For males testosterone injections may be used to treat urinary incontinence. Testosterone is generally much less effective than DES is in female dogs. Therefore, the first choice of drug for a male will often be phenylpropanolamine.
Phenylpropanolamine (PPA; Proin, Propalin) is effective in many dogs (male and female) for treatment of urinary incontinence. This drug acts on the muscles below the bladder increasing the level of contraction these muscles. The improved level of contraction helps to stop urine leaking out of the bladder. PPA has been unavailable at times due to its use and abuse as a diet aid (e.g. Accutrim). Side effects can include restlessness, increased blood pressure and loss of appetite.
In dogs like humans, after a certain age muscles start to weaken. In some dogs the muscles at the base of the bladder may weaken enough to not completely hold the urine. Treatment is most commonly with phenylpropanolamine (see above).
Dogs that are senile may not have complete control of the bladder and may dribble urine.
There are a number of possible birth defects that can cause urinary incontinence. Ectopic ureter(s) is the most common.
The ureters are the tubes that carry urine from the kidneys to the bladder (diagram of the dog urinary system). There are two ureters, one from each kidney. Occasionally, one or both the ureters instead of connecting to the bladder can connect to the urethra (which connects the bottom of the bladder to the outside), vagina (in female dogs) or other incorrect location. If a ureter connects to the urethra or the vagina then the bladder will be bypassed and there will be urine leaking out.
Ectopic ureters do not become apparent until a puppy is several months old and are becoming housetrained. If only one ureter is affected the puppy will urinate normally in addition to dribbling urine. If booth ureters are affected the puppy will only dribble urine.
Ectopic ureters are more common in female than male dogs.
Breeds that have a predisposition to ectopic ureters are Siberian Huskies, Toy Poodles, Miniature Poodles, Collies, Labrador Retrievers, Fox Terriers, West Highland White Terriers and Welsh Corgis.
Due to the inappropriate drainage, it is common for puppies with ectopic ureters to get kidney or bladder infections.
Depending on the anatomical defect, corrective surgery may be effective. The ureter will be detached from the incorrect location and attached to the bladder.
There are a number of problems with the nervous system that affect control of the bladder. These include inherited defects in the nervous system, cancer, brain and spinal cord injuries.
Incontinence can be due to not having effective control of either the bladder itself or the muscles at the bottom of the bladder.
Not being able to consciously contact or detect that the bladder is full, will result in spontaneous emptying of the bladder when it becomes overfull. Lack of nervous control of bladder contraction is diagnosed by using a catheter to add increasing volumes of fluid to the bladder and measuring how forcefully the bladder contracts.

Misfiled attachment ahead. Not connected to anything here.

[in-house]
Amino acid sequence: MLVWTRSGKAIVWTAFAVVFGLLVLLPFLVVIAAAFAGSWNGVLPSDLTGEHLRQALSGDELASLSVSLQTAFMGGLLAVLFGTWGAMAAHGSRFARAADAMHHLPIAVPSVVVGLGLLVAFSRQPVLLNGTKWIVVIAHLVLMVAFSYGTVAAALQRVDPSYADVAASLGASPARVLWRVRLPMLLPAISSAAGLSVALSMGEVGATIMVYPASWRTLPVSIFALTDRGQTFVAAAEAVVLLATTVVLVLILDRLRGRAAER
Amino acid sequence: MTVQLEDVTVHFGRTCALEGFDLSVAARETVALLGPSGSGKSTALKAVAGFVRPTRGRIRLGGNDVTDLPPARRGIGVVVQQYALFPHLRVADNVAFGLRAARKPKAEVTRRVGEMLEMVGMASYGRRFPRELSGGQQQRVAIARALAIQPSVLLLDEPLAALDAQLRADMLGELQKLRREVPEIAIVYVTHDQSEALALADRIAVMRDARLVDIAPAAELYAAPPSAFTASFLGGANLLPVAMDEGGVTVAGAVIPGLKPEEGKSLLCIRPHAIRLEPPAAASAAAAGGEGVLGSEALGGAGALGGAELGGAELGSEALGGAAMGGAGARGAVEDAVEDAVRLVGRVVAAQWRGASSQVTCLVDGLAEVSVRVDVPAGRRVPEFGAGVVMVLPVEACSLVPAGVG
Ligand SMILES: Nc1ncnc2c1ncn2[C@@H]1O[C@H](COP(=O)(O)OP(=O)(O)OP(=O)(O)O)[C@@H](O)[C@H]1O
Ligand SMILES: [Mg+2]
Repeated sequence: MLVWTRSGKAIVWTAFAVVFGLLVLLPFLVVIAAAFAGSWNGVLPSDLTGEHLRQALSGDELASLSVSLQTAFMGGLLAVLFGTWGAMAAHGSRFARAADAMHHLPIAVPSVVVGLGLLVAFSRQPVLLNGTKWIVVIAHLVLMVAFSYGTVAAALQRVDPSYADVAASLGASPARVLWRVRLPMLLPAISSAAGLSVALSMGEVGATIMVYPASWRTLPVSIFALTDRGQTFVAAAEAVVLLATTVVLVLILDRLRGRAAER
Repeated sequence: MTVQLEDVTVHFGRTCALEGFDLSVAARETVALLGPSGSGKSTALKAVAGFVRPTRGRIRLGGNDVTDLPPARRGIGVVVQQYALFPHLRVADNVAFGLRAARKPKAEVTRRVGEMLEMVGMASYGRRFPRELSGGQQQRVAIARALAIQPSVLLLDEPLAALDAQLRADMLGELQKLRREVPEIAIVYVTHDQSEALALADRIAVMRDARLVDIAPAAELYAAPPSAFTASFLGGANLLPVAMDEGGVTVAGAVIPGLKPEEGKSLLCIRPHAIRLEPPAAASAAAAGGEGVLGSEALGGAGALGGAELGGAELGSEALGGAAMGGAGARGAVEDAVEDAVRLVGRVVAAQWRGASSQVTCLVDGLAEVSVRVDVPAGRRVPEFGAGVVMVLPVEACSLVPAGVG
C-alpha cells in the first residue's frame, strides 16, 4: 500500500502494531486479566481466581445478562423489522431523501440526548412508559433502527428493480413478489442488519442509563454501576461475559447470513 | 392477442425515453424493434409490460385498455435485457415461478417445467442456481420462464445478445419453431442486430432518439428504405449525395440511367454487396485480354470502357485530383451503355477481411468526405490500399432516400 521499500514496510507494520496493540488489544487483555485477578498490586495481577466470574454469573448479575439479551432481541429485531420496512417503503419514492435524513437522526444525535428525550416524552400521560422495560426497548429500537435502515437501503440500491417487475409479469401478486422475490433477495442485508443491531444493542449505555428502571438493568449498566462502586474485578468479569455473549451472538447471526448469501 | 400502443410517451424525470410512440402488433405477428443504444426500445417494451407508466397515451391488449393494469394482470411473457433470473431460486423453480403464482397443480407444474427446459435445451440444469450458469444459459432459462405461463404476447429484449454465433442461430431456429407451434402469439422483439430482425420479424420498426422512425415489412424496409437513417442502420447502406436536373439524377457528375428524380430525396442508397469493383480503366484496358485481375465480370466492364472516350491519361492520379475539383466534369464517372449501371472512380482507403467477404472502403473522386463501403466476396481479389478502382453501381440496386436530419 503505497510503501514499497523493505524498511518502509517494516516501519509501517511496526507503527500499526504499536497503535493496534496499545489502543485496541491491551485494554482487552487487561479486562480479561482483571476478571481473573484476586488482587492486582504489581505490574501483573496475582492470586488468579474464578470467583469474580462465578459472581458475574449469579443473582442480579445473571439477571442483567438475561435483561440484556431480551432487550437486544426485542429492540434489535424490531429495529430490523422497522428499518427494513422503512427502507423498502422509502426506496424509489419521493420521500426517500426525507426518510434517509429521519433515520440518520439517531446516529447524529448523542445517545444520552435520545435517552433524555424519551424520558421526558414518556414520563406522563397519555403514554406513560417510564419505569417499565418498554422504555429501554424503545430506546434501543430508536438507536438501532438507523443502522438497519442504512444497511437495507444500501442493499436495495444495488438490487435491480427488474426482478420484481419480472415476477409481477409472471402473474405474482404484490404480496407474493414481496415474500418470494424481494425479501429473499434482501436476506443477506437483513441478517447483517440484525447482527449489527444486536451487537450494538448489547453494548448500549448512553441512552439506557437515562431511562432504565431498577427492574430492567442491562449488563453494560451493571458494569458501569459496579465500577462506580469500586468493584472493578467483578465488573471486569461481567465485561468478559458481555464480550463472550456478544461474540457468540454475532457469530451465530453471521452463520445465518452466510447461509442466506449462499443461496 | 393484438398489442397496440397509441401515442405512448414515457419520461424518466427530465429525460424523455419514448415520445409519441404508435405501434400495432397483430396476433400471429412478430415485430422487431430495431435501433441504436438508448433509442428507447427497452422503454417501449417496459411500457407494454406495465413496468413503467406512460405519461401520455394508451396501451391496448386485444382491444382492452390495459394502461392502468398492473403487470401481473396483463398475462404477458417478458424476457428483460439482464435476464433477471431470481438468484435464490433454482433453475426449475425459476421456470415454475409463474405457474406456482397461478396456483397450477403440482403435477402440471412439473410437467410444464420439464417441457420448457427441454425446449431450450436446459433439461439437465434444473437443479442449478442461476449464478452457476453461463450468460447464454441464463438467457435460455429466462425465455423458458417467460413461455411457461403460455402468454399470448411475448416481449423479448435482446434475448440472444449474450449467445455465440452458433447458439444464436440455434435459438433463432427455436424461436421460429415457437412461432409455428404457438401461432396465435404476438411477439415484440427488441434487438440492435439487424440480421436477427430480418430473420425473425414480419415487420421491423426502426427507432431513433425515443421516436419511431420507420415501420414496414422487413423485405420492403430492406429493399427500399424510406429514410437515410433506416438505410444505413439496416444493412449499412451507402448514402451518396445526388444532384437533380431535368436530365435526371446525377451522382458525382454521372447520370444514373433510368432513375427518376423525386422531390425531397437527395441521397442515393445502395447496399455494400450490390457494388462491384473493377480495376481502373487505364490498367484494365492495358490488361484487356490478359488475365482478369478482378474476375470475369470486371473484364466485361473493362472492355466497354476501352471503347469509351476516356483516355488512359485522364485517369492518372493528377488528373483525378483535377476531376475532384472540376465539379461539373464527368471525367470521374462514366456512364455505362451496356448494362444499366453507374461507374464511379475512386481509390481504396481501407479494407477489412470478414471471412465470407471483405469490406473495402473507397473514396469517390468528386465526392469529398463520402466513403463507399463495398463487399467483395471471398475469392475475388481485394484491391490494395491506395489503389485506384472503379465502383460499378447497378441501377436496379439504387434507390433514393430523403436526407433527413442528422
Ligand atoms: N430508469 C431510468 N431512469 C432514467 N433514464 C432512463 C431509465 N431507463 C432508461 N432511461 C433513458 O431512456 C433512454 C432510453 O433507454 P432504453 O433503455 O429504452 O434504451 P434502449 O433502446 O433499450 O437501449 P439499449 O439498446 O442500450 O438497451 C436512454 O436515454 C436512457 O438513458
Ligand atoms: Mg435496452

Treatment depends on the cause of the urinary incontinence. If the urinary incontinence was due to damage a part of the nervous system, control may be regained as the damage heals. Catheterization to empty the bladder is an option if there is no immediate treatment option. This controls the exit of urine and stops irritation and urine scald on the skin. Due to the increased risk of infection with long term catheterization, dogs are usually treated with antibiotics.
When the bladder becomes over full and is over stretched, there is an involuntary (not under conscious control) relaxation the muscles at the bottom of the bladder and urine is released.
Partial blockage or stenosus (narrowing, also called stricture) of the urethra can cause urine to back up. This can cause the bladder to be very full of urine and become overdistended. This can then cause the release of urine which will cause dribbling.
Overdistension of the bladder can be caused by the presence of a tumor in the bladder, stenosus of the bladder or the presence of bladder stones. All of these can cause an involuntary release of urine.
Treatment depends on the cause.
There are a number of potential causes for urinary incontinence in dogs.
The most common cause of urinary incontinence is low levels of sex hormones, particularly in middle aged to senior female dogs that have been spayed. Other causes of incontinence include age-related weakening of muscle, birth defects, problems with nervous control of the bladder and overfilling of the bladder. The reason for the urinary incontinence determines the treatment.